AYS Special from Lesvos: Don’t film me chopping onions
Rachel Sweren reports from the ground on the aftermath of the Moria fire and the impact it had on people on the move and those who work in solidarity with them.
Solidarity smells like a pot of his wife’s spicy biryani recipe simmering on the stove, but some measurements aren’t meant to be quantified, and he told me not to film him chopping onions. It was the first moment of calm we had all day, and it was so aromatic that just having the room to listen to my friend ask me a question felt affectionate. In criminalizing seeking asylum, so many details are dehumanized and reduced to nothing so that those responsible feel less responsibility, or less guilt. So emergency services designed to counter those emergencies, amid a larger crisis, should be cooked with generous amounts of olive oil and garlic, pack a little heat, and be served and eaten family-style.
Radical sensitivity and empathy must always be part of emergency care and crisis mitigation, because in the two weeks of chaos just after the Moria Camp fire, without that guarantee, it was hard to tell how much I was actually contributing to the chaos, and who was benefiting from my efforts.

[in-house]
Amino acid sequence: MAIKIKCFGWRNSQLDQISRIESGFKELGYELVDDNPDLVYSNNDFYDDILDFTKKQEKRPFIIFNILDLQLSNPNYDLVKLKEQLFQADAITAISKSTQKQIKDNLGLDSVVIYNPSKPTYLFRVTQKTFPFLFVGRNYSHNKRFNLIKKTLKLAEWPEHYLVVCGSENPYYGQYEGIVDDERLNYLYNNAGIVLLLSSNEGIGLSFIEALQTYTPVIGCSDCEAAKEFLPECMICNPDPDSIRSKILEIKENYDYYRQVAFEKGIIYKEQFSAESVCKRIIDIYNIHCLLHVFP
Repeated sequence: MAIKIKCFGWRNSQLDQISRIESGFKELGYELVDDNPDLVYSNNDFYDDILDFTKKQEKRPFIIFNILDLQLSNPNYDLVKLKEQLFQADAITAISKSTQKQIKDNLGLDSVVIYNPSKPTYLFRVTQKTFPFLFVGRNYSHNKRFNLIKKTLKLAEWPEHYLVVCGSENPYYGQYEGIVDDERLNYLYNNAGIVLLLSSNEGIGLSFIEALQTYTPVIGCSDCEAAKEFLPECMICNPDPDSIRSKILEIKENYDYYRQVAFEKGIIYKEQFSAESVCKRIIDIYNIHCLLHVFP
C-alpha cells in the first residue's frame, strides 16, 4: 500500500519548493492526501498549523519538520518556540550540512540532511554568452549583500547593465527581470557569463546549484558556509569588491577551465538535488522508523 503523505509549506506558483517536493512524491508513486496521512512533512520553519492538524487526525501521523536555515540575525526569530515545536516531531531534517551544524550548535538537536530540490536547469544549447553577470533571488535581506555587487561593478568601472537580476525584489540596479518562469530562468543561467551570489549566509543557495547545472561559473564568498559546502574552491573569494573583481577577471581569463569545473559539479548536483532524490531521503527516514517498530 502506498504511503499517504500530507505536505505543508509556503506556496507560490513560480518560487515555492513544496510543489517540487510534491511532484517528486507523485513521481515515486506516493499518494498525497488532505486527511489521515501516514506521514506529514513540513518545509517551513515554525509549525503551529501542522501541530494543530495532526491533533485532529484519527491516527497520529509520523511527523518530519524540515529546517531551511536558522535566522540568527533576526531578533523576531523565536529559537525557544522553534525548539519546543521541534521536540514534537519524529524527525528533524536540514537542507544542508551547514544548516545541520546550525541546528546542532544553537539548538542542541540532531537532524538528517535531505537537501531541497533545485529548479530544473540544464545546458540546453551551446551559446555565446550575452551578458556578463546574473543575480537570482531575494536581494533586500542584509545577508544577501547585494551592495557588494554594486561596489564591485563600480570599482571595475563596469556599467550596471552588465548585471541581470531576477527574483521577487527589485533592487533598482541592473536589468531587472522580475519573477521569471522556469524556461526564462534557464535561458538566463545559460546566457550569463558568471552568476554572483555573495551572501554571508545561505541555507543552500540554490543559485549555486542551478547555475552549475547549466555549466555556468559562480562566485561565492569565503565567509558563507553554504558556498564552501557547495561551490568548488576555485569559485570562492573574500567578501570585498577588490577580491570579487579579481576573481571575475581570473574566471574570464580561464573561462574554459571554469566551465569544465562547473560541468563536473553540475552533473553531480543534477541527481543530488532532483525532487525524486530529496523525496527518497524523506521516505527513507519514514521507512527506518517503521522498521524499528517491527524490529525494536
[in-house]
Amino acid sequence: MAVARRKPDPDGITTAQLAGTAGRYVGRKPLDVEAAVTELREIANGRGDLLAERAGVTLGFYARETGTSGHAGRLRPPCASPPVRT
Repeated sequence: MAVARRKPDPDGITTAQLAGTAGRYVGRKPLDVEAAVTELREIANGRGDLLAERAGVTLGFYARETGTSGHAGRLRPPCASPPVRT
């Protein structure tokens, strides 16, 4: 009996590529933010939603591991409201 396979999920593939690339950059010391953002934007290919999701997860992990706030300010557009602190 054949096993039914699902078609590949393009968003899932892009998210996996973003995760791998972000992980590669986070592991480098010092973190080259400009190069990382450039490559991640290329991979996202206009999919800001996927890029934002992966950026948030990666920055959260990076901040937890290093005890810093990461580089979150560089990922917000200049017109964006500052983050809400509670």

First, we need to acknowledge that “crisis” and “emergency” are two different terms, and distinguishing them when we talk about the fire is important. To define it as simply as possible, “crisis” is a time of intense difficulty or danger, a turning point at which an important decision must be made; “emergency” is a serious, unexpected, and often dangerous situation requiring immediate action.